As his self-titled album does, the set began with the clicks and pulses of “Unluck,” its discrete pieces seemingly dancing to their own drummers before gracefully fitting together. On “Give Me My Month,” Blake gilded the hymnal with jazzy piano flourishes, and followed it up with the instrumental “Tep and the Logic,” a B-side that features waves of tremolo guitars and not much else.

After a bit of a false start, the amiable Blake launched into “I Never Learnt to Share.” His lilting vocal harmonies resembled weeping more than anything. The song was the night’s first example of what “post-dubstep” might mean: a slowburning melody that gives way to unrelenting sub-bass and synths.

Throughout his set, Blake shifted from moments of sparse simplicity to ones of overwhelming, enveloping sound, and back again. After “I Never Learnt to Share,” the gentle fingerpicking of “Lindesfarne” followed a transcendent moment with a contemplative one.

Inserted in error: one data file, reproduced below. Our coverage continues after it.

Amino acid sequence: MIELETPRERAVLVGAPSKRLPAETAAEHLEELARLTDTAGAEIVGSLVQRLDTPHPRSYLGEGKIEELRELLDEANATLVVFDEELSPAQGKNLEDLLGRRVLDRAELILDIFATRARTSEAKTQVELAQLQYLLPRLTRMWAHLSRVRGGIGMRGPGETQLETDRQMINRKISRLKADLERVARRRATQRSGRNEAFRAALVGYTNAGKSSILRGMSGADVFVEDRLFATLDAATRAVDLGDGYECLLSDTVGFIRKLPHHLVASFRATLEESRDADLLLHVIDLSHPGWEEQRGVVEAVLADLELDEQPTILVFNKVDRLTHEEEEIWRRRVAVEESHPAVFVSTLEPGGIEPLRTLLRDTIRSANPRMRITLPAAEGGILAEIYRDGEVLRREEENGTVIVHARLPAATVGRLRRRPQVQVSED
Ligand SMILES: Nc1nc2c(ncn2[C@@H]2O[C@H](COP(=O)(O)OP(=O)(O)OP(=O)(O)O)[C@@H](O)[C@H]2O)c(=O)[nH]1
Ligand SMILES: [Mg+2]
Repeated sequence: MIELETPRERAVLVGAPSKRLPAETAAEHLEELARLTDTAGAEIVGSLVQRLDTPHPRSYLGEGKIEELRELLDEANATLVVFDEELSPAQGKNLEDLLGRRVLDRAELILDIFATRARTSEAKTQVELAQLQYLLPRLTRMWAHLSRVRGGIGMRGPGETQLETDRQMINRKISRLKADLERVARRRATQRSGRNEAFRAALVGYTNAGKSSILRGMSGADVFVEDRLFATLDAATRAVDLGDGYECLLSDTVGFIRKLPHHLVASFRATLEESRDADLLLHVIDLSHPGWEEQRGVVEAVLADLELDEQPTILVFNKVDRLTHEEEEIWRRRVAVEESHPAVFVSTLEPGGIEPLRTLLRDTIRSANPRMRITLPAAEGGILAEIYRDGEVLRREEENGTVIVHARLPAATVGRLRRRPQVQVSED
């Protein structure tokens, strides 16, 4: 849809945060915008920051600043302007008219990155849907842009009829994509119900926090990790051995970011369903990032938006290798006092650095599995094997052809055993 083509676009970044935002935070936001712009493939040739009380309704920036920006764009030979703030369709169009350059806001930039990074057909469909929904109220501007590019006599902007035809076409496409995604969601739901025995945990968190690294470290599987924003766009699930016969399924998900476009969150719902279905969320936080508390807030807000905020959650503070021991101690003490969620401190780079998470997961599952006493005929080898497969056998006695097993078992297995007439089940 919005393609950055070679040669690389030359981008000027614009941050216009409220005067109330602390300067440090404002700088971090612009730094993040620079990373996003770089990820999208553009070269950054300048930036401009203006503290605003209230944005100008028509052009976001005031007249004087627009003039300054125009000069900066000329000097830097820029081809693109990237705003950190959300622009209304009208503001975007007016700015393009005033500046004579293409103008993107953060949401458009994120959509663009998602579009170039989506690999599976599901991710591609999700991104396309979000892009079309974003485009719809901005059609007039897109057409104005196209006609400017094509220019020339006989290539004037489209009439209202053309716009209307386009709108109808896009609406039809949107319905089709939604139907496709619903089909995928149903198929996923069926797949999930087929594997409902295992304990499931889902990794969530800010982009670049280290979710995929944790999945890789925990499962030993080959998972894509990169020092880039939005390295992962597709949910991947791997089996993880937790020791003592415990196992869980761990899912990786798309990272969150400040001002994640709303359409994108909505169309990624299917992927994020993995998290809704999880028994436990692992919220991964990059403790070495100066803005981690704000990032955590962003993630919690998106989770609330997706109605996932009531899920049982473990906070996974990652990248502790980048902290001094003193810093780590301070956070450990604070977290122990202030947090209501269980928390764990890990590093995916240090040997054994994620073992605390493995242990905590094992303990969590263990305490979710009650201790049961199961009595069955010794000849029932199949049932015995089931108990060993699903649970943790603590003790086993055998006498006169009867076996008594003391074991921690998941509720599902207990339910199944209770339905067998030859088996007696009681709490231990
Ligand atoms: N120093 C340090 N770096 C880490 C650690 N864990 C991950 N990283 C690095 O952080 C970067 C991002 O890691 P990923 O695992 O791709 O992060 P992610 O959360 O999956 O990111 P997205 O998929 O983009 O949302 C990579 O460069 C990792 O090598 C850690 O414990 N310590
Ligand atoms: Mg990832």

Transferring Blake’s recorded works from the bedroom to the big room is no small feat, yet Blake and compatriots Rob McAndrews (guitar) and Ben Assister (percussion) handled it deftly. Performing “Klavierwerke” (off the EP of the same name) live was impressive on its on, with its Burial-esque dubstep groove, hi-hat click track, and sped-up, funky breakdown.

The set definitely pushed the limits of Rock and Roll’s sound system. Thankfully, the speakers popped only once, and a brief power outage provided a moment of levity, during “Limit to Your Love.” On that song, with its propeller bass and an beefed-up drum break, Blake has done to Feist’s ballad what Jimi Hendrix did to Bob Dylan’s “All Along the Watchtower” (admittedly on a much smaller scale).